Henry Gustafson, outstanding Professor of New Testament and theologian, died September 1, after several weeks of treasured hospice time with family.
Most people with whom Henry had contact felt a special experience of brotherhood. He met us all personally, men and women, as the Christian brother he was.
I’m amazed at the extent of his ministry. I first heard about him up in International Falls as a boy in the ’50s. He was sometimes mentioned because he was a teacher at North Park Seminary and my people, extremely conservative, suspected that he didn’t really believe the Bible. Also, I was vaguely aware that our family was related to his with roots in Minnesota and Iowa farm country.
Henry Gustafson was integral to North park and the Covenant and he had deep impact on the personal lives of students and colleagues for many years. He is the same person who later invigorated the life of United Seminary. He concluded his Christian service as a Presbyterian Pastor’s Spouse and a Sunday School teacher. This Spring, Pastor Shiela and Henry retired to Minnesota.
Henry’s faith and Christian walk were moment-by-moment, always in the present. Wherever he found himself, he did what he could, sought to understand those around him, listened to them, and loved them. He did not seek places of honor but he was invited to the head of the table and to the place of honor many times.
After his outstanding, influential career at North Park, Henry did it again, teaching New Testament at United Seminary of the Twin Cities (UTS). His students and colleagues from United confirm that Henry revived Biblical study at UTS. Prior to his coming, faculty and administration were rather hard pressed to justify the relevance of required Bible courses to students who felt the only ministries that mattered were ministries of social justice—how did learning Bible and Greek help in that?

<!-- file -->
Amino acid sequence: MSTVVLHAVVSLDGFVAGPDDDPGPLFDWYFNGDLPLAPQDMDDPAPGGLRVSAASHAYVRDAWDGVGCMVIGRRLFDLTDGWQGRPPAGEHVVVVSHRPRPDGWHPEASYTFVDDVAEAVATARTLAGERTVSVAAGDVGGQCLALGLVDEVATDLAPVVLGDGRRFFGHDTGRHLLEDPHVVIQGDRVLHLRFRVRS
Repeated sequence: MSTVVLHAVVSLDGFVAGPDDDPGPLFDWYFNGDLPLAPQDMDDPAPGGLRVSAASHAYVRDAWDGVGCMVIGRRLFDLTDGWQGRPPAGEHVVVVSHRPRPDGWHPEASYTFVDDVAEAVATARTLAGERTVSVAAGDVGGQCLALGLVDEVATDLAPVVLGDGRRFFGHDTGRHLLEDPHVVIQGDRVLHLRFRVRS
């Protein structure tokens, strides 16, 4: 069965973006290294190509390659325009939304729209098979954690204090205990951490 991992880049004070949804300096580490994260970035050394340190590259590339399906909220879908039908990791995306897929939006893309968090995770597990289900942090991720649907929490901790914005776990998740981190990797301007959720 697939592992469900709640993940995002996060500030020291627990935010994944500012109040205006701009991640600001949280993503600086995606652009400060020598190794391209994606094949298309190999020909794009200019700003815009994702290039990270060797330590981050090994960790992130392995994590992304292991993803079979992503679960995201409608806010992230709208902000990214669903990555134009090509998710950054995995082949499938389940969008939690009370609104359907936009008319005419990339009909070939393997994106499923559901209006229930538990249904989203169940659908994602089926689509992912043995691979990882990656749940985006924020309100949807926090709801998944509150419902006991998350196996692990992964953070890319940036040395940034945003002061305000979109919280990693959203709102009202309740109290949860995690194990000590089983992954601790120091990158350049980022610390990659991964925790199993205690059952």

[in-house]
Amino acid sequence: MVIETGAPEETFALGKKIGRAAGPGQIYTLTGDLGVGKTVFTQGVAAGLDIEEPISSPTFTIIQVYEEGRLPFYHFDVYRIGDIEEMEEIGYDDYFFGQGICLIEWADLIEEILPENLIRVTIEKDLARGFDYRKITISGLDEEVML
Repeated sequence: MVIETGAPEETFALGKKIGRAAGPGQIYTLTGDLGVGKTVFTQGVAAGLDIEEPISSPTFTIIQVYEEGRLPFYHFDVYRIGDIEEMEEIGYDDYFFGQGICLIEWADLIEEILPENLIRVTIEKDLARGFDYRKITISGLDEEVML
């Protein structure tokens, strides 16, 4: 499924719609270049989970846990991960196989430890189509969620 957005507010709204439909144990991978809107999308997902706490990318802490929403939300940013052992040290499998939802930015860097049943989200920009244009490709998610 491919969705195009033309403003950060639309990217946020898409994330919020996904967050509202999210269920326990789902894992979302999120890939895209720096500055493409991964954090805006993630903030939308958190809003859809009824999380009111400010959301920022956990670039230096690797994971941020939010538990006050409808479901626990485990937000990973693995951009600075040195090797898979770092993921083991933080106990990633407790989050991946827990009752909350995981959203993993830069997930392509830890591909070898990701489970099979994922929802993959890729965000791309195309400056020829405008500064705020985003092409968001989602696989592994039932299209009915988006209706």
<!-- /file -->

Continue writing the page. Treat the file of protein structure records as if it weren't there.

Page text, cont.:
Henry changed that. Hundreds of students from a wide range of backgrounds and with divergent reasons for being in seminary (the majority by this time were women) took Henry’s classes and were profoundly affected. More than a decade after I had Henry as a professor at North Park, my wife, Sandy, took New Testament from him in the process of completing a Masters of Arts in Religious Studies (MARS) degree. Of course she loved Henry and loved the course.
While at North Park, Henry often said that perhaps the Covenant was the seed that needed to fall into the ground and die to revive the larger church. Many Seminary graduates were taking churches in other denominations and it was likely more would follow.
When Henry acted on his vision himself and decided to minister to other denominations, I was not surprised. He ministered so successfully that in 1985 UTS established the Gustafson Lectures. Dr. Krister Stendahl gave the inaugural lectures—magnificent lectures they were. This October marked the 17th Gustafson Lectures at United Seminary as Henry’s legacy continues.
The Gustafson children, artist Joan Cox and Mark, Professor of Classics at Minnesota, carry on the Gustafson-Holmer intellectual tradition. Their mother, Joyce (Holmer) Gustafson, former outstanding hostess in the North Park community, has been a member of the great choir of the Plymouth Congregational Church in Minneapolis and now lives in Saint Paul.
We Covenant boys and girls, especially those who attended North Park, celebrate you, Hank Gustafson! We United Seminary students celebrate you, Henry Gustafson. May love who is God bless your soul as we bless your life and memory among us.
You are remembered as the Apostle of Love and as Agape Henry. God bless you.